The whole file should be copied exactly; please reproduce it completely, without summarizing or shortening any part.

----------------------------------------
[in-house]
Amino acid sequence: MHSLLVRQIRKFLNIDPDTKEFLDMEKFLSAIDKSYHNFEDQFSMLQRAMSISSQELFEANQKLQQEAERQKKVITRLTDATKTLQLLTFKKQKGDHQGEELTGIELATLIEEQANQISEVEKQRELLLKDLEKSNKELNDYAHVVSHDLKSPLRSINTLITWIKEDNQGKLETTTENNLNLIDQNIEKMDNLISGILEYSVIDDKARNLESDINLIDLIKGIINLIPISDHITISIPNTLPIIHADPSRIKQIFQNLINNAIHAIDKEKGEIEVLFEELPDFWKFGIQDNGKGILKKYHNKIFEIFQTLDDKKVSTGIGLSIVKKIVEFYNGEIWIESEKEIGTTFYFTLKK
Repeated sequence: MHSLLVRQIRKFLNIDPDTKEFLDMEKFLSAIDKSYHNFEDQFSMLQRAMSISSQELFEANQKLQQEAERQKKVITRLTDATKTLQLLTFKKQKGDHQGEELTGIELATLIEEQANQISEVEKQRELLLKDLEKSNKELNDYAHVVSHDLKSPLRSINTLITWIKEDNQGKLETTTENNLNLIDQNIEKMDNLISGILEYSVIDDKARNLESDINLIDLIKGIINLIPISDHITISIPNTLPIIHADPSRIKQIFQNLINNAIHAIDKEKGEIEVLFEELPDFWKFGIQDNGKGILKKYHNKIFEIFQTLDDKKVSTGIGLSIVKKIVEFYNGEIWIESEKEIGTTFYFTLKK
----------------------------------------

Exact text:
[in-house]
Amino acid sequence: MHSLLVRQIRKFLNIDPDTKEFLDMEKFLSAIDKSYHNFEDQFSMLQRAMSISSQELFEANQKLQQEAERQKKVITRLTDATKTLQLLTFKKQKGDHQGEELTGIELATLIEEQANQISEVEKQRELLLKDLEKSNKELNDYAHVVSHDLKSPLRSINTLITWIKEDNQGKLETTTENNLNLIDQNIEKMDNLISGILEYSVIDDKARNLESDINLIDLIKGIINLIPISDHITISIPNTLPIIHADPSRIKQIFQNLINNAIHAIDKEKGEIEVLFEELPDFWKFGIQDNGKGILKKYHNKIFEIFQTLDDKKVSTGIGLSIVKKIVEFYNGEIWIESEKEIGTTFYFTLKK
Repeated sequence: MHSLLVRQIRKFLNIDPDTKEFLDMEKFLSAIDKSYHNFEDQFSMLQRAMSISSQELFEANQKLQQEAERQKKVITRLTDATKTLQLLTFKKQKGDHQGEELTGIELATLIEEQANQISEVEKQRELLLKDLEKSNKELNDYAHVVSHDLKSPLRSINTLITWIKEDNQGKLETTTENNLNLIDQNIEKMDNLISGILEYSVIDDKARNLESDINLIDLIKGIINLIPISDHITISIPNTLPIIHADPSRIKQIFQNLINNAIHAIDKEKGEIEVLFEELPDFWKFGIQDNGKGILKKYHNKIFEIFQTLDDKKVSTGIGLSIVKKIVEFYNGEIWIESEKEIGTTFYFTLKK